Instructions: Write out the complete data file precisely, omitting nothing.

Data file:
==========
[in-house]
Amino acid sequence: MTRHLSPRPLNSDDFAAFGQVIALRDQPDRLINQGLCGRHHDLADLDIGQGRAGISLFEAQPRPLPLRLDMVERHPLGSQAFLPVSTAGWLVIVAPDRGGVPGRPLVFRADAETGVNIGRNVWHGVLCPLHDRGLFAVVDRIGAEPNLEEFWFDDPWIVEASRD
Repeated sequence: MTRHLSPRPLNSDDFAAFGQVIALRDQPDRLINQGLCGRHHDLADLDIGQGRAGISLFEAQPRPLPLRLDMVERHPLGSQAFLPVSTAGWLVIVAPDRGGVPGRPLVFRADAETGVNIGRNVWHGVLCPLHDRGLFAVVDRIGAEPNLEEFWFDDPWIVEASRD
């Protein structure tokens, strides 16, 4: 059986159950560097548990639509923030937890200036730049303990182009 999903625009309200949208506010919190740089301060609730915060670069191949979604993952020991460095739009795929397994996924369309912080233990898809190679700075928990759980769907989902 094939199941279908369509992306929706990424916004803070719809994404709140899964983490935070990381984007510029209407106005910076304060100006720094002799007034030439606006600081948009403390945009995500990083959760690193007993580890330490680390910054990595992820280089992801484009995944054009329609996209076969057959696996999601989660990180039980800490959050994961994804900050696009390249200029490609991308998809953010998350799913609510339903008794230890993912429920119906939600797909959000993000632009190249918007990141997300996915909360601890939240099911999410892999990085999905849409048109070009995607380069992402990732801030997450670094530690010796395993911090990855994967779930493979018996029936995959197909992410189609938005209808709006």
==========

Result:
[in-house]
Amino acid sequence: MTRHLSPRPLNSDDFAAFGQVIALRDQPDRLINQGLCGRHHDLADLDIGQGRAGISLFEAQPRPLPLRLDMVERHPLGSQAFLPVSTAGWLVIVAPDRGGVPGRPLVFRADAETGVNIGRNVWHGVLCPLHDRGLFAVVDRIGAEPNLEEFWFDDPWIVEASRD
Repeated sequence: MTRHLSPRPLNSDDFAAFGQVIALRDQPDRLINQGLCGRHHDLADLDIGQGRAGISLFEAQPRPLPLRLDMVERHPLGSQAFLPVSTAGWLVIVAPDRGGVPGRPLVFRADAETGVNIGRNVWHGVLCPLHDRGLFAVVDRIGAEPNLEEFWFDDPWIVEASRD
């Protein structure tokens, strides 16, 4: 059986159950560097548990639509923030937890200036730049303990182009 999903625009309200949208506010919190740089301060609730915060670069191949979604993952020991460095739009795929397994996924369309912080233990898809190679700075928990759980769907989902 094939199941279908369509992306929706990424916004803070719809994404709140899964983490935070990381984007510029209407106005910076304060100006720094002799007034030439606006600081948009403390945009995500990083959760690193007993580890330490680390910054990595992820280089992801484009995944054009329609996209076969057959696996999601989660990180039980800490959050994961994804900050696009390249200029490609991308998809953010998350799913609510339903008794230890993912429920119906939600797909959000993000632009190249918007990141997300996915909360601890939240099911999410892999990085999905849409048109070009995607380069992402990732801030997450670094530690010796395993911090990855994967779930493979018996029936995959197909992410189609938005209808709006």